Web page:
Euthanasia: Definition And History.
Understanding "Euthanasia":The Death can be defined as the termination of life. Death can be categorized
basically into two kinds ï¿½ (i) natural and (ii) unnatural death. The word
"euthanasia" derives from the Greek words "eu" (good) and "thanatos" (death).
The idea is that instead of condemning someone to a slow, painful, or
undignified death, euthanasia would allow the patient to experience a relatively
"good death." It is pertinent to note that, the definition of Euthanasia in
legal terms has been changing and is construed differently in different parts of
the world. Due to the wide scope and ambit of the way Euthanasia is used on a
person, its meaning changes.
The British House of Lords select committee on medical ethics defines euthanasia
as "a deliberate intervention undertaken with the express intention of ending a
life, to relieve intractable suffering". In the Netherlands and Belgium,
euthanasia is understood as "termination of life by a doctor at the request of a
patient". The Dutch law, however, does not use the term 'euthanasia' but
includes the concept under the broader definition of "assisted suicide and
termination of life on request".
Historical Origin And Evolution Of Euthanasia:The term euthanasia, in the earlier sense of supporting someone as they died,
was used for the first time by Francis Bacon. In his work, Euthanasia medica, he
chose this ancient Greek word and, in doing so, distinguished between euthanasia
interior, the preparation of the soul for death, and euthanasia exterior, which
was intended to make the end of life easier and painless, in exceptional
circumstances by shortening life. That the ancient meaning of an easy death came
to the fore again in the early modern period can be seen from its definition in
the 18th century Zedlers Universallexikon: Euthanasia: a very gentle and quiet
death, which happens without painful convulsions. The word comes from bene which
means well and mors which means death.
The concept of euthanasia in the sense of alleviating the process of death goes
back to the medical historian Karl Friedrich Heinrich Marx, who drew on Bacon's
philosophical ideas. According to Marx, a doctor had a moral duty to ease the
suffering of death through encouragement, support and mitigation using
medication. Such an "alleviation of death" reflected the contemporary zeitgeist,
but was brought into the medical canon of responsibility for the first time by
Marx. Marx also stressed the distinction of the theological care of the soul of
sick people from the physical care and medical treatment by doctors.
In the mid-1800s, the use of morphine to treat "the pains of death" emerged,
with John Warren recommending its use in 1848. A similar use of chloroform was
revealed by Joseph Bullar in 1866. However, in neither case was it recommended
that the use should be to hasten death. In 1870 Samuel Williams, a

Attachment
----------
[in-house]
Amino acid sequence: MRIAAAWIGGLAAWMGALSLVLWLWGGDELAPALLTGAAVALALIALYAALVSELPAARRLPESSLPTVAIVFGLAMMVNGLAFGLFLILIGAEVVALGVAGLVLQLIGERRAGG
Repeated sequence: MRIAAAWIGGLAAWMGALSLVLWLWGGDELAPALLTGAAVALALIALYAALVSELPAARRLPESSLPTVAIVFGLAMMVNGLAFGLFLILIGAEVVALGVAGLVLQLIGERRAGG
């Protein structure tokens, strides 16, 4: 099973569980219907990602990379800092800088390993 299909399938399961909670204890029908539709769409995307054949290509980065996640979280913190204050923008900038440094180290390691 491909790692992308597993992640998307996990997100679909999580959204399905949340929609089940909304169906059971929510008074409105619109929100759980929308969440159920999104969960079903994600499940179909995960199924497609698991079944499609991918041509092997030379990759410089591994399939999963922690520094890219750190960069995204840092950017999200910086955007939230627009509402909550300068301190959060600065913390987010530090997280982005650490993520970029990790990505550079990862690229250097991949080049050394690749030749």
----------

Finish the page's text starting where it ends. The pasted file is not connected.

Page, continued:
schoolteacher, initiated the contemporary euthanasia debate through a speech
given at the Birmingham Speculative Club in England, which was subsequently
published in a one-off publication entitled Essays of the Birmingham Speculative
Club, the collected works of a number of members of an amateur philosophical
The first attempt to legalize euthanasia took place in the United States, when
Henry Hunt introduced legislation into the General Assembly of Ohio in 1906.
Hunt did so at the behest of Anna Sophina Hall, a wealthy heiress who was a
major figure in the euthanasia movement during the early 20th century in the
United States. Hall had watched her mother die after an extended battle with
liver cancer, and had dedicated herself to ensuring that others would not have
to endure the same suffering.
Hunt's bill called for the administration of an
anesthetic to bring about a patient's death, so long as the person is of lawful
age and sound mind, and was suffering from a fatal injury, an irrevocable
illness, or great physical pain. It also required that the case be heard by a
physician, required informed consent in front of three witnesses, and required
the attendance of three physicians who had to agree that the patient's recovery
was impossible. A motion to reject the bill outright was voted down, but the
bill failed to pass, 79 to 23.
The Voluntary Euthanasia Legalization Society was founded in 1935 by Charles
Killick Millard (now called Dignity in Dying). The movement campaigned for the
legalisation of euthanasia in Great Britain. In January 1936, King George V was
given a fatal dose of morphine and cocaine to hasten his death. At the time he
was suffering from cardio-respiratory failure, and the decision to end his life
was made by his physician, Lord Dawson.
As of 2023, euthanasia is legal in Belgium, Canada, Colombia, Luxembourg, the
Netherlands, NewZealand, Portugal (awaiting regulation), Spain and all six
states of Australia.
Classification Of Euthanasia:
In the modern era, the understanding of term Euthanasia is with regard to
the law and usage of Euthanasia in a particular country/ region. Therefore
there is no definite meaning associated to Euthanasia, without understanding
Following is the recognized classification of Euthanasia in different parts
of the world:
Active Euthanasia: Active euthanasia is also called ''aggressive' euthanasia. In this, the patient is put out of his misery by active means. This could include administering a lethal injection of a drug. It is a controversial method and contains many religious, moral, ethical, and compassionate considerations that are hotly debated.
Passive Euthanasia: Passive euthanasia is when a patient's life is ended indirectly by cutting off the life-sustaining treatments. It involves intentionally withholding the life support systems like the ventilator or the feeding tube.